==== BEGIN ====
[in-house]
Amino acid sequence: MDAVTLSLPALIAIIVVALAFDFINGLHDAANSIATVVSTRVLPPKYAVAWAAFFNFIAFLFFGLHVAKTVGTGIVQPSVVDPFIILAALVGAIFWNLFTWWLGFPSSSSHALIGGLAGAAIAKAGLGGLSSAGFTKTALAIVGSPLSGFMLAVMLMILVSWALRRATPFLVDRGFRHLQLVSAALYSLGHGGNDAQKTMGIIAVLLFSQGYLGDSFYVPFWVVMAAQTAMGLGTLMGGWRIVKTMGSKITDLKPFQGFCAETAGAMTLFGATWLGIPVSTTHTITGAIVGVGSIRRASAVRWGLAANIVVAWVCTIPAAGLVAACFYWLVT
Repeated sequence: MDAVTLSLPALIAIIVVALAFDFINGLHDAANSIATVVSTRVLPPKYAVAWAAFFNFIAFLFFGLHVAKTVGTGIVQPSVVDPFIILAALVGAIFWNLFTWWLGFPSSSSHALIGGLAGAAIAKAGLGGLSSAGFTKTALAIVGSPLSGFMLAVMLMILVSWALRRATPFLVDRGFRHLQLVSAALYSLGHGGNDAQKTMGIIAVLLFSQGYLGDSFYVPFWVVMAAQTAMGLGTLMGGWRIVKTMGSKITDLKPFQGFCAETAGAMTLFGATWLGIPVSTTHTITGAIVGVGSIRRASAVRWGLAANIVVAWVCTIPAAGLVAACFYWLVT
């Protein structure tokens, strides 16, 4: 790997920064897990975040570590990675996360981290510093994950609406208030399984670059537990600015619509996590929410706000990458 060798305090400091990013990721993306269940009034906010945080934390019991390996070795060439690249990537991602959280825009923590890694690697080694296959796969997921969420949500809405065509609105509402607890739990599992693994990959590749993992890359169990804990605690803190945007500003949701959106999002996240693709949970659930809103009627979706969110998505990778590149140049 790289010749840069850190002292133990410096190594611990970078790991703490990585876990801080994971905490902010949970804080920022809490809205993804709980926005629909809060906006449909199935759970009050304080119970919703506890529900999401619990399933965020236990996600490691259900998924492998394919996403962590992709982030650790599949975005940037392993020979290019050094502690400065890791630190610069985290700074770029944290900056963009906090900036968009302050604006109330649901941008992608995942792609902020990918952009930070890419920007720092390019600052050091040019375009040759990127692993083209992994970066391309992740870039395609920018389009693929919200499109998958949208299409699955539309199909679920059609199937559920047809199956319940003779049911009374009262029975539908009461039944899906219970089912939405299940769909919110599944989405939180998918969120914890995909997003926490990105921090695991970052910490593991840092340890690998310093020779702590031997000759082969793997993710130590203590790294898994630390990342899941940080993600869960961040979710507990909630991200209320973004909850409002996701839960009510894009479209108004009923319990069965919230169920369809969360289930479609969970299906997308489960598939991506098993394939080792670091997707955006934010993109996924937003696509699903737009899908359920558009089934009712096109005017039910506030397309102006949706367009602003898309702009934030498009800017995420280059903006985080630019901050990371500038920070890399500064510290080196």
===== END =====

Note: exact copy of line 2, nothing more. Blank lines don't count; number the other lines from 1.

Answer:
Amino acid sequence: MDAVTLSLPALIAIIVVALAFDFINGLHDAANSIATVVSTRVLPPKYAVAWAAFFNFIAFLFFGLHVAKTVGTGIVQPSVVDPFIILAALVGAIFWNLFTWWLGFPSSSSHALIGGLAGAAIAKAGLGGLSSAGFTKTALAIVGSPLSGFMLAVMLMILVSWALRRATPFLVDRGFRHLQLVSAALYSLGHGGNDAQKTMGIIAVLLFSQGYLGDSFYVPFWVVMAAQTAMGLGTLMGGWRIVKTMGSKITDLKPFQGFCAETAGAMTLFGATWLGIPVSTTHTITGAIVGVGSIRRASAVRWGLAANIVVAWVCTIPAAGLVAACFYWLVT